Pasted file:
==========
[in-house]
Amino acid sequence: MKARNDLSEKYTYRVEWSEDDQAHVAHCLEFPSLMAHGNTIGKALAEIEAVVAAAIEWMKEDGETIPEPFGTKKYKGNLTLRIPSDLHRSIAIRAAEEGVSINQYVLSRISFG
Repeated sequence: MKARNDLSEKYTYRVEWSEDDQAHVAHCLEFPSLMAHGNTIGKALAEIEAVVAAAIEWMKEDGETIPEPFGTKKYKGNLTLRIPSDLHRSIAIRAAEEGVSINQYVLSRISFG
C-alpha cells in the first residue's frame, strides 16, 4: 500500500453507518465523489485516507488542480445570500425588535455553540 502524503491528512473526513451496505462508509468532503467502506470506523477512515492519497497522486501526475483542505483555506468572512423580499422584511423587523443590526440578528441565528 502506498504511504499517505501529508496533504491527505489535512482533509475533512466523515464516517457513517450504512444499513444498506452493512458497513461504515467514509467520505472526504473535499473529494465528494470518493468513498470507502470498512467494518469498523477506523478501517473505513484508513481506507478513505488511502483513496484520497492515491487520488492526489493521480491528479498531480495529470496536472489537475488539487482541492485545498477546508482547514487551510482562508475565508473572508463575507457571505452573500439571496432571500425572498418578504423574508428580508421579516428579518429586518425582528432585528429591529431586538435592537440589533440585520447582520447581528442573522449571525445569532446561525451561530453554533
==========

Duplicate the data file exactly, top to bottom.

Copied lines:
[in-house]
Amino acid sequence: MKARNDLSEKYTYRVEWSEDDQAHVAHCLEFPSLMAHGNTIGKALAEIEAVVAAAIEWMKEDGETIPEPFGTKKYKGNLTLRIPSDLHRSIAIRAAEEGVSINQYVLSRISFG
Repeated sequence: MKARNDLSEKYTYRVEWSEDDQAHVAHCLEFPSLMAHGNTIGKALAEIEAVVAAAIEWMKEDGETIPEPFGTKKYKGNLTLRIPSDLHRSIAIRAAEEGVSINQYVLSRISFG
C-alpha cells in the first residue's frame, strides 16, 4: 500500500453507518465523489485516507488542480445570500425588535455553540 502524503491528512473526513451496505462508509468532503467502506470506523477512515492519497497522486501526475483542505483555506468572512423580499422584511423587523443590526440578528441565528 502506498504511504499517505501529508496533504491527505489535512482533509475533512466523515464516517457513517450504512444499513444498506452493512458497513461504515467514509467520505472526504473535499473529494465528494470518493468513498470507502470498512467494518469498523477506523478501517473505513484508513481506507478513505488511502483513496484520497492515491487520488492526489493521480491528479498531480495529470496536472489537475488539487482541492485545498477546508482547514487551510482562508475565508473572508463575507457571505452573500439571496432571500425572498418578504423574508428580508421579516428579518429586518425582528432585528429591529431586538435592537440589533440585520447582520447581528442573522449571525445569532446561525451561530453554533